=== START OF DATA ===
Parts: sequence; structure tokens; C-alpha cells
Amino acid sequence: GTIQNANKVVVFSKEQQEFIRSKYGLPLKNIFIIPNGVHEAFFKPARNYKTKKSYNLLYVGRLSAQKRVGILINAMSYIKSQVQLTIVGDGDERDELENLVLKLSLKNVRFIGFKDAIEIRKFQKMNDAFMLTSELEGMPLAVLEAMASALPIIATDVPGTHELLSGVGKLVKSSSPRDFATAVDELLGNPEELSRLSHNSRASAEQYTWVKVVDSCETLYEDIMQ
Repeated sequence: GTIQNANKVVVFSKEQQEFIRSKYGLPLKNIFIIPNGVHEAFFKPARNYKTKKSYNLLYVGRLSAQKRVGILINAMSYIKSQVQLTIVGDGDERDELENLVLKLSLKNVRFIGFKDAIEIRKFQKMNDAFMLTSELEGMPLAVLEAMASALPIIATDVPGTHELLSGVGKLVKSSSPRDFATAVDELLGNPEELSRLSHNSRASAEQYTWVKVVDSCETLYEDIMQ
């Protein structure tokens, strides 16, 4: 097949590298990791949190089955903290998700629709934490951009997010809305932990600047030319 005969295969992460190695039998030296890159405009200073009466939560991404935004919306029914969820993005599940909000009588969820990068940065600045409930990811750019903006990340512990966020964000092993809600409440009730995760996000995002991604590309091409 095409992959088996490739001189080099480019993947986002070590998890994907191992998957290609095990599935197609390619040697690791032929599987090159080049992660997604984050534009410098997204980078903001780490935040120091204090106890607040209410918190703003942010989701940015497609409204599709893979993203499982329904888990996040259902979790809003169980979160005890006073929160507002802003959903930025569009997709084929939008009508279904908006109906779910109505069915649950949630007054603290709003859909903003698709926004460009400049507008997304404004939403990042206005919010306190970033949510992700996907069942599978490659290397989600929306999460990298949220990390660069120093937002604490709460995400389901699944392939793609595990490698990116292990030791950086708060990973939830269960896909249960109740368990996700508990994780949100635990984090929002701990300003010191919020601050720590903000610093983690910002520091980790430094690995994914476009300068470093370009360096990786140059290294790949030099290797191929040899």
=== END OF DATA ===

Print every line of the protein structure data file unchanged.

Parts: sequence; structure tokens; C-alpha cells
Amino acid sequence: GTIQNANKVVVFSKEQQEFIRSKYGLPLKNIFIIPNGVHEAFFKPARNYKTKKSYNLLYVGRLSAQKRVGILINAMSYIKSQVQLTIVGDGDERDELENLVLKLSLKNVRFIGFKDAIEIRKFQKMNDAFMLTSELEGMPLAVLEAMASALPIIATDVPGTHELLSGVGKLVKSSSPRDFATAVDELLGNPEELSRLSHNSRASAEQYTWVKVVDSCETLYEDIMQ
Repeated sequence: GTIQNANKVVVFSKEQQEFIRSKYGLPLKNIFIIPNGVHEAFFKPARNYKTKKSYNLLYVGRLSAQKRVGILINAMSYIKSQVQLTIVGDGDERDELENLVLKLSLKNVRFIGFKDAIEIRKFQKMNDAFMLTSELEGMPLAVLEAMASALPIIATDVPGTHELLSGVGKLVKSSSPRDFATAVDELLGNPEELSRLSHNSRASAEQYTWVKVVDSCETLYEDIMQ
């Protein structure tokens, strides 16, 4: 097949590298990791949190089955903290998700629709934490951009997010809305932990600047030319 005969295969992460190695039998030296890159405009200073009466939560991404935004919306029914969820993005599940909000009588969820990068940065600045409930990811750019903006990340512990966020964000092993809600409440009730995760996000995002991604590309091409 095409992959088996490739001189080099480019993947986002070590998890994907191992998957290609095990599935197609390619040697690791032929599987090159080049992660997604984050534009410098997204980078903001780490935040120091204090106890607040209410918190703003942010989701940015497609409204599709893979993203499982329904888990996040259902979790809003169980979160005890006073929160507002802003959903930025569009997709084929939008009508279904908006109906779910109505069915649950949630007054603290709003859909903003698709926004460009400049507008997304404004939403990042206005919010306190970033949510992700996907069942599978490659290397989600929306999460990298949220990390660069120093937002604490709460995400389901699944392939793609595990490698990116292990030791950086708060990973939830269960896909249960109740368990996700508990994780949100635990984090929002701990300003010191919020601050720590903000610093983690910002520091980790430094690995994914476009300068470093370009360096990786140059290294790949030099290797191929040899």